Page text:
CINCINNATI -- Mary Ronan took the helm of a school district in 2008 that was in its 11th straight year of enrollment decline.
The drop continued for the first three years of her tenure before Ronan and her team at Cincinnati Public Schools turned those perennial losses into growing enrollment for five straight years and counting.
That surge was punctuated with district voters overwhelmingly approving new-money school levy on Nov. 8 with 62 percent of voters saying yes. The levy ushers in a new era of publicly funded preschool, making two years of preschool free for children from families that make twice the federal poverty wage or less.
Ronan chose to leave her perch on a winning streak, announcing Thursday that she would retire on Aug. 1, 2017.
"I am delighted that I'm able to leave the district in sound financial shape and with a great future in terms of being able to expand preschool to help children get off to a great start," she told WCPO. "That will really help break that cycle of poverty."
Her tenure was also marked by the proliferation of Community Learning Centers, which provide extra services to students and their families with the goal of removing barriers to children coming to school ready to learn.
Ronan oversaw the last years of a $1 billion capital spending campaign that replaced or renovated every CPS school, delivering the massive project on budget and on time.
Other key measures like graduation rates, third-grade reading proficiency and students earning college credits all moved in the right direction, too.
Ronan wasn't able to pull neighborhood schools out of lackluster achievement, with most elementary schools receiving Ds and Fs on state report cards.
But she leaves behind a program designed -- and now better funded -- to improve neighborhood schools by working with parents and teachers to establish specializations at each school.
Seven schools were specialized in the current school year. Cheviot School started a new gifted program; Hays Porter chose a high-tech program; and Chase School started a new arts and culture program, among the seven.
The district plans to add specializations to eight to 10 schools for the 2017-18 school year.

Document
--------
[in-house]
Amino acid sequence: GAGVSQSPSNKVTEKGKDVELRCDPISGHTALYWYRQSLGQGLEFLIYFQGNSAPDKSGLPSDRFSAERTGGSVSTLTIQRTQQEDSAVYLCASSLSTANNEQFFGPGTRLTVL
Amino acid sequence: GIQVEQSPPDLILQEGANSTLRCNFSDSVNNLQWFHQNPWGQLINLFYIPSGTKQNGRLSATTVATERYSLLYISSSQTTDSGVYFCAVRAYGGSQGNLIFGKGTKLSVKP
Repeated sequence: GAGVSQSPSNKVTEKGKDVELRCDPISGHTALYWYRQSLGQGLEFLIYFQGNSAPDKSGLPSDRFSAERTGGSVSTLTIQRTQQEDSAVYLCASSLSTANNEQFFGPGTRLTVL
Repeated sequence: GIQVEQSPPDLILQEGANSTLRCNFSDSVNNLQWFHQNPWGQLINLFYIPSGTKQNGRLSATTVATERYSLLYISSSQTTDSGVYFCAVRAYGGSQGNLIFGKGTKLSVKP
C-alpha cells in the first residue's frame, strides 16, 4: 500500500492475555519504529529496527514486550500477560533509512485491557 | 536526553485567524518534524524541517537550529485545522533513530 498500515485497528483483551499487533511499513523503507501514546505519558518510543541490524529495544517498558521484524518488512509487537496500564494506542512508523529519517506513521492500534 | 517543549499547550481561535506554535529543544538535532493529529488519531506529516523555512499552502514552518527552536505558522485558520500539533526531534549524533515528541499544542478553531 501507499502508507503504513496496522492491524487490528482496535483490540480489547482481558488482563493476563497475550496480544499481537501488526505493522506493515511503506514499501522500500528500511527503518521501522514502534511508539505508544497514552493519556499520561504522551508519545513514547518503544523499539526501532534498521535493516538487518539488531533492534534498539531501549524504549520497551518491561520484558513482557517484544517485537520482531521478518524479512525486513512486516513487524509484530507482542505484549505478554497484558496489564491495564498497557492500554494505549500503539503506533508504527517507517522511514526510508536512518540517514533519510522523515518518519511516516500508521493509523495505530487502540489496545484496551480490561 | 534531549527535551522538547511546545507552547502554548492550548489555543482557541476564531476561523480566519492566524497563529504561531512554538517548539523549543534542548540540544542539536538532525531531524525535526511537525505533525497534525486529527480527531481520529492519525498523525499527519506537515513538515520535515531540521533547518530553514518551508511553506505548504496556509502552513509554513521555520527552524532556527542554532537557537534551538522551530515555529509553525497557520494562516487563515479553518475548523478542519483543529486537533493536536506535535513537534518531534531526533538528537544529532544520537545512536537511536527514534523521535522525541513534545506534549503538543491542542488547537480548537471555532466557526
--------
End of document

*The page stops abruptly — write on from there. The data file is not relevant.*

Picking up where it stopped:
We spoke to district, community and government leaders in the community who have worked with CPS for their thoughts on Ronan's tenure:
Mayor John Cranley: "Under Mary's leadership, Cincinnati Public Schools has become the top-performing urban school district in Ohio and continues to improve every day. I'm glad that my mother (Susan Cranley), as a member of the school board, was able to select Mary Ronan for her position as superintendent. As always, Mom was right and because of Mary, Cincinnati is a better place."
Stephanie Byrd, United Way of Greater Cincinnati's Success by Six executive director. United Way will oversee the preschool program, distributing money to private, Catholic and charter preschools and overseeing teacher development and fundraising:
"Mary has been a great partner in helping pass the Preschool Promise/district levy. She recognized that the need for preschool goes beyond what the district can provide and supports expansion in community-based preschool programs. She cares about all children in the community.
"I would add that the growth of community learning centers under her leadership supports United Way/SuccessBy 6's belief that the success of educating a child goes beyond their academic needs and includes health, social-emotional development and family engagement. She is leaving the district in a very strong position."
CPS Board President Ericka Copeland-Dansby: "Increased enrollment speaks for itself. Her ability to interact with the public, with families and students and other stakeholders was so important.
"Mary has built a senior leadership team that is poised to take the district into the future with our Vision 2020 plan."
Greg Landsman, strategic advisor to Cincinnati Preschool Promise:
"Mary has led the district through significant change and improvement, and has always shown a real compassion for the students that CPS serves. (The school levy) was just the latest example of Mary's willingness to put what's best for children and the district first -- and voters responded overwhelmingly in support of our collective efforts."
Cincinnati Federation of Teachers President Julie Sellers: "She has been in the district for her whole career and she has worked at every level as a teacher, an assistant principal, a principal and in senior management. She has a very good understanding of how the whole district operates. I think that it will be difficult to find a replacement on that.
"She probably knows more employees than most superintendents in the whole United States, and she's very outgoing. That's not common among superintendents."